The Jalan Roa Malaka of Kota Tua Part I: A name related to the Portuguese

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Seen from Jonkersgracht bridge. Parallel at the front of the picture is Roa Malaka. Road running perpendicular is Jalan Kopi. Houses on the Roa Malaka would have been similar to those on Jalan Kopi. On the corner to the left is the Inner Portuguese Church. It was a smart place to live in the 18th and 19th centuries. Photo Credit: Drawing by Johan Wolfgang Heydt, 1744. Koninklijke Bibliotheek, Public domain, via Wikimedia Commons

IO – In what was once the intramuros area of Kota Tua or the Old Town area of Jakarta there is still today a road with the intriguing name of Jalan Roa Malaka. There are many memories associated with this road. Since rua and jalan both mean “road” (the one in Portuguese and the other in Malay) two words are a little superfluous. The name is in fact, connected to the VOC (United Dutch East India Company)’s capture of the town of Malacca in 1641. Its conquest was part of VOC strategy to seize power from the Por­tuguese in Asia.

The Jalan Roa Malaka was orig­inally known as the Jonkersstraat because of the Jonkersgracht or “Jonkers Canal” which used to run down the middle of the street. The Jonkersgracht was built between 1637 and 1638. The Dutch word jonk­er is a variation of the word jonkheer which means roughly “nobleman”. It is a common street name used in many Dutch overseas settlements. For example, this street name also appeared in the towns of Neira in the Banda Islands, in Semarang and in Malacca. Centuries later the Jonkers Canal was filled in and became part of the road.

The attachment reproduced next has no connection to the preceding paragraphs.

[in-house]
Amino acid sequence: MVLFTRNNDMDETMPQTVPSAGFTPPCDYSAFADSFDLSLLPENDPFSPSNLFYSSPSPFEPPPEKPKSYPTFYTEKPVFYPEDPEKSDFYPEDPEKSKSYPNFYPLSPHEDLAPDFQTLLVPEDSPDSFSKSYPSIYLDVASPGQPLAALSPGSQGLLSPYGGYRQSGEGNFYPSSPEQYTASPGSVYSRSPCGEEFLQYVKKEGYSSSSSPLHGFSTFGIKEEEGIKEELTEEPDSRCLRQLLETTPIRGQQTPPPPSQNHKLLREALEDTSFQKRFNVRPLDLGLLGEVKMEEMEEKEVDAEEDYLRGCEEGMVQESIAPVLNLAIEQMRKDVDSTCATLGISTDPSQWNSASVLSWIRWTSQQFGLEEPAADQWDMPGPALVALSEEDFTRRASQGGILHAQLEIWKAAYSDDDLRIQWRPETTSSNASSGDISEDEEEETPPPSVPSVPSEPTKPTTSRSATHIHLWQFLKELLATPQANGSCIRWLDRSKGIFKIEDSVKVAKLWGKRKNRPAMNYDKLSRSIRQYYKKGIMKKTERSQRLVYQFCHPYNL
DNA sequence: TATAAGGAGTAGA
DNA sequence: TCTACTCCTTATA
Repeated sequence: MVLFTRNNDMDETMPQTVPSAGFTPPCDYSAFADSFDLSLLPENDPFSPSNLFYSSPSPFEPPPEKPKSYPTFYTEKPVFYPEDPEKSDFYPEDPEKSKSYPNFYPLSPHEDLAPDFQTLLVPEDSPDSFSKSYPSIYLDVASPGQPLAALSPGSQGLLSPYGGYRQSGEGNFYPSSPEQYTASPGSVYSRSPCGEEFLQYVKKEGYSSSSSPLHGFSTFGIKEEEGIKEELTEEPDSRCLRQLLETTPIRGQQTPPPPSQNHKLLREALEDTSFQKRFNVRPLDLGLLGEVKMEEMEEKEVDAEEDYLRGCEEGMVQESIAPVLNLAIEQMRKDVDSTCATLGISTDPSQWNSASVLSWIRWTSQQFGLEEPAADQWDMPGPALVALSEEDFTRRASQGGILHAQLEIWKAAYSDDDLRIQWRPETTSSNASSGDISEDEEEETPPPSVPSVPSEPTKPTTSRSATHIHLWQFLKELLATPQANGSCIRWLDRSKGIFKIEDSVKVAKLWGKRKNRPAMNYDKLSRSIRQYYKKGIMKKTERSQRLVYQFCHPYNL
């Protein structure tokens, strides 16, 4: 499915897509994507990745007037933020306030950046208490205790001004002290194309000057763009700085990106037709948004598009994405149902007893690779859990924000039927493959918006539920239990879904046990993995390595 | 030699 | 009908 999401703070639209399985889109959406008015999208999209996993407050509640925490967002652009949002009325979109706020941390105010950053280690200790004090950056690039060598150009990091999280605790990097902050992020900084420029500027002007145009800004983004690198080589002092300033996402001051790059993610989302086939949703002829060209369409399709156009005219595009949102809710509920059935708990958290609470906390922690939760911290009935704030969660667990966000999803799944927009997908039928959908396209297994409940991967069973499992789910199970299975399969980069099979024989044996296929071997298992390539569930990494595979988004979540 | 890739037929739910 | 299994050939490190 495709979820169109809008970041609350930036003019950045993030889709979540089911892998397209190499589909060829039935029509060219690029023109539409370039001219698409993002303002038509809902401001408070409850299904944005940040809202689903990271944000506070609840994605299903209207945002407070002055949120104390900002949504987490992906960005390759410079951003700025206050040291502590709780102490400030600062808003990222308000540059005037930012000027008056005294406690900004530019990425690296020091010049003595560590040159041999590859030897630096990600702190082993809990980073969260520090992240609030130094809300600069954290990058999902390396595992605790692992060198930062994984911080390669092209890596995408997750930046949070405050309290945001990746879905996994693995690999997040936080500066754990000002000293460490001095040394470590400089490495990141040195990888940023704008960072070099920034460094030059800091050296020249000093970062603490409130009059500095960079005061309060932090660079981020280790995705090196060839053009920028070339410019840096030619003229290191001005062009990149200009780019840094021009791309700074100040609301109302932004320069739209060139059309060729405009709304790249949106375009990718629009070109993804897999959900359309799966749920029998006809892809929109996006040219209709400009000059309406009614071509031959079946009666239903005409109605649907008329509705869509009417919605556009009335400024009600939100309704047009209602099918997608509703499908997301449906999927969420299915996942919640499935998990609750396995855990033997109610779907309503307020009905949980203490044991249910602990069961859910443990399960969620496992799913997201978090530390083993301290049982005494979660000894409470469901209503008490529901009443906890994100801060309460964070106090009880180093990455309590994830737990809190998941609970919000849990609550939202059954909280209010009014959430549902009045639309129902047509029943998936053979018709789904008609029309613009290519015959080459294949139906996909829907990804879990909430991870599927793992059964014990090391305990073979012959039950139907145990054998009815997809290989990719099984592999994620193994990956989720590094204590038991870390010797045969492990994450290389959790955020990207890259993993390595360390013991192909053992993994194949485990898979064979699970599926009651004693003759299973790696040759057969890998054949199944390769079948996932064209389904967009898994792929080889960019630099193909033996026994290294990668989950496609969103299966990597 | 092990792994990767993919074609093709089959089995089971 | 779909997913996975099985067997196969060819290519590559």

A road closely associated with Jalan Roa Malaka is what is now known as Jalan Kopi and which used to be called Utrechtsestraat be­cause at the end of the road stood the Utrechtsepoort or the “Utrecht Gate” which was once one of the entrances into the walled city of Batavia. Jalan Kopi or the Utrechtsestraat stretching from east to west divides the Jalan Roa Malaka into two parts. The first section to the north of the Utrechtse­straat was known as Groote Roea Mal­akka or Great Rua Malacca. Later its name changed to Roea Malakka Nord and now it is known as Jalan Roa Malaka Utara or “Rua Malacca North”. Meanwhile, the section of the Jalan Roa Malaka to the south of Jalan Kopi was known as Kleine Roea Malakka or “Small Rua Malacca”. Later it was called Roea Malakka Zuid and now it is known as the Jalan Roa Malaka Se­latan or “Rua Malacca South”.

Both Jalan Kopi) and the Roa Mal­aka lie across the ruins of what was once the town of Jayakarta where the alun-alun – a Javanese word for green or square – once lay. In this area also stood Prince Jayakarta’s mosque and his Dalem or palace. Indonesian archaeologist Candrian Attatiyah who specializes in the history of Jakarta is hopeful that one day archaeological excavations will be carried out in this area to see if there are any remains that might give them some insight into layout of the town of Jayakarta. He says, “I think there may actual­ly be ruins buried around the Hotel Omni Batavia on the Jalan Kali Besar Barat which runs parallel to Jalan Roa Malaka.”

Three 18th century houses: numbers 10, 8 and 6 (see right to left) on Jl Roa Malaka Selatan. No. 10 and 8 were built for Europeans and have no verandah. No. 6 with its verandah was built for Moors or Chinese. Photo credit: F. de Haan Oud Batavia, 1935/Tamalia Alisjahbana/IO